Microsoft surpasses Apple, retakes crown of world's most valuable company
Microsoft passed Apple as the world's most valuable company with a market capitalization of $851 billion at the end of trading on Friday, retaking a position it last held more than eight years ago.
The result closes out a tumultuous week of trading that saw Microsoft jousting for — and briefly capturing — the throne that Apple has held since 2011.
Microsoft is enjoying massive returns on CEO Satya Nadella's strategy to refocus company efforts on building out existing strengths in enterprise and taking a measured risk on cloud computing. Azure, Microsoft's flagship cloud services offering, has experienced accelerated revenue growth over the past three years and now sits close behind segment leader Amazon Web Services in terms of marketshare.
At the same time, the Redmond, Wash., tech giant cut its losses on a poorly executed foray into the smartphone industry, notes the The New York Times. In 2013, then-CEO Steve Ballmer sought to challenge Apple's iOS and Google's Android with its own mobile solution, a program that involved the purchase of Nokia's mobile phone business. Nadella nixed the endeavor in 2015, a move that incurred a $7.6 billion charge and saw the release of 7,800 employees.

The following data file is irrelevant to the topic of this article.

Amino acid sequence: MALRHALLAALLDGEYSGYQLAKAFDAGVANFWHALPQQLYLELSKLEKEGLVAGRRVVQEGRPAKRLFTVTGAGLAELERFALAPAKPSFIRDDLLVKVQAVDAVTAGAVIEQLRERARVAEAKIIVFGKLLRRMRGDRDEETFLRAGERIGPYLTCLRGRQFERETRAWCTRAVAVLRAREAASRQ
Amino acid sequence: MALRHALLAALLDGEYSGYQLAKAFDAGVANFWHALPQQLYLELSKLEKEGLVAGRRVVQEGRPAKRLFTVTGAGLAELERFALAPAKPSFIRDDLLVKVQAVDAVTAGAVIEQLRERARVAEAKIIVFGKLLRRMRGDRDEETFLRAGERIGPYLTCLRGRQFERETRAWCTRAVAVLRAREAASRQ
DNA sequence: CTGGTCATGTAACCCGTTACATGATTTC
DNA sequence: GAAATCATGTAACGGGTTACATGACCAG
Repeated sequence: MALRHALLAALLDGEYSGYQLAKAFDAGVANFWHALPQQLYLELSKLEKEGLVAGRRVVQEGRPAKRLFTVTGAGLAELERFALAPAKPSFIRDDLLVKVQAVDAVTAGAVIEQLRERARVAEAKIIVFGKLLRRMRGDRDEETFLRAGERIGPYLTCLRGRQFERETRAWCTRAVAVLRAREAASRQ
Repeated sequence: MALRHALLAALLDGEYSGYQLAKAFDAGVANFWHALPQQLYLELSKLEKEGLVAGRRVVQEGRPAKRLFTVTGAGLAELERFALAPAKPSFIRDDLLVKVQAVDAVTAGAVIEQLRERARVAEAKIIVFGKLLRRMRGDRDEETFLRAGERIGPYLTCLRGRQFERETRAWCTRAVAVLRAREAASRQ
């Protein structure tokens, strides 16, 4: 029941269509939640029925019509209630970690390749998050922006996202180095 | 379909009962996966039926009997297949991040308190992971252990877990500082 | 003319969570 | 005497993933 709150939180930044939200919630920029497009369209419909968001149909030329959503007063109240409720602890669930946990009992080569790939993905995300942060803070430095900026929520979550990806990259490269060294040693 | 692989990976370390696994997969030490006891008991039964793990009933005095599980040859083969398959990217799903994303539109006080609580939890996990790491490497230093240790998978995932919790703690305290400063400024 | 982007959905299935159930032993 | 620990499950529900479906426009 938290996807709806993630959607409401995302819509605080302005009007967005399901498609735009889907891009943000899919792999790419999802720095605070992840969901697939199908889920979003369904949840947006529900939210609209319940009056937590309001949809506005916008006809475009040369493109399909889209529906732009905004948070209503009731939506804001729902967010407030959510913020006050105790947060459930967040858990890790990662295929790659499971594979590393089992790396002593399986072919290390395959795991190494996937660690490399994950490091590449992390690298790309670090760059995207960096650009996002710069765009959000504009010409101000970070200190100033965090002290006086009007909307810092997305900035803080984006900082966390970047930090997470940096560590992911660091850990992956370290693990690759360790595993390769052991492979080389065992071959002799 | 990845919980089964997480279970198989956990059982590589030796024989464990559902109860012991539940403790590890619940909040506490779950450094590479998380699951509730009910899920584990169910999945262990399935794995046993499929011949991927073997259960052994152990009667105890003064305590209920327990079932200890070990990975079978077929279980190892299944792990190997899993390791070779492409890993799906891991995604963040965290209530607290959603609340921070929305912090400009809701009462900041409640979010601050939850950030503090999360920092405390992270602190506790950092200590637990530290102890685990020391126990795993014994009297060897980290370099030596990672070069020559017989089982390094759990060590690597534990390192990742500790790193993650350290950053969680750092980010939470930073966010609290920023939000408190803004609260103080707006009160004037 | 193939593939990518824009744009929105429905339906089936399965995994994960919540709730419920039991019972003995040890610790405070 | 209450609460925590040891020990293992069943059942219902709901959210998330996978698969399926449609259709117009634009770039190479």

The ascendant Microsoft contrasts Apple, which has seen its stock price dragged down over the past month on rumors of lower than anticipated iPhone demand and the looming specter of America's trade war with China.
Earlier this month, a handful of Apple parts suppliers slashed revenue forecasts for the upcoming quarter, prompting concern of iPhone production cuts. Neither Apple nor iPhone were cited as a causal factor, though analysts believe the tech company is the only customer large enough to substantially move the needle.
Notably, segment watchers are seeing weak demand for Apple's new mid-tier iPhone XR model, a device previously viewed as the year's most attractive option in terms of price and performance. Apple VP of marketing Greg Joswiak sought to debunk rumors of production cuts earlier this week, saying iPhone XR sales have topped iPhone XS and XS Max since its release in October.
In addition to its iPhone woes, Apple might soon be caught in the middle of U.S.-China trade scrum. Apple devices, most of which are manufactured in China, escaped a first round of U.S. tariffs impacting some $250 billion worth of trade, but President Donald Trump last week confirmed his administration is thinking about including iPhone and laptop computers on the list of taxed items. If Apple were to pass that cost on to consumers, iPhone prices could increase by up to $160, according to estimates from Morgan Stanley analyst Katy Huberty.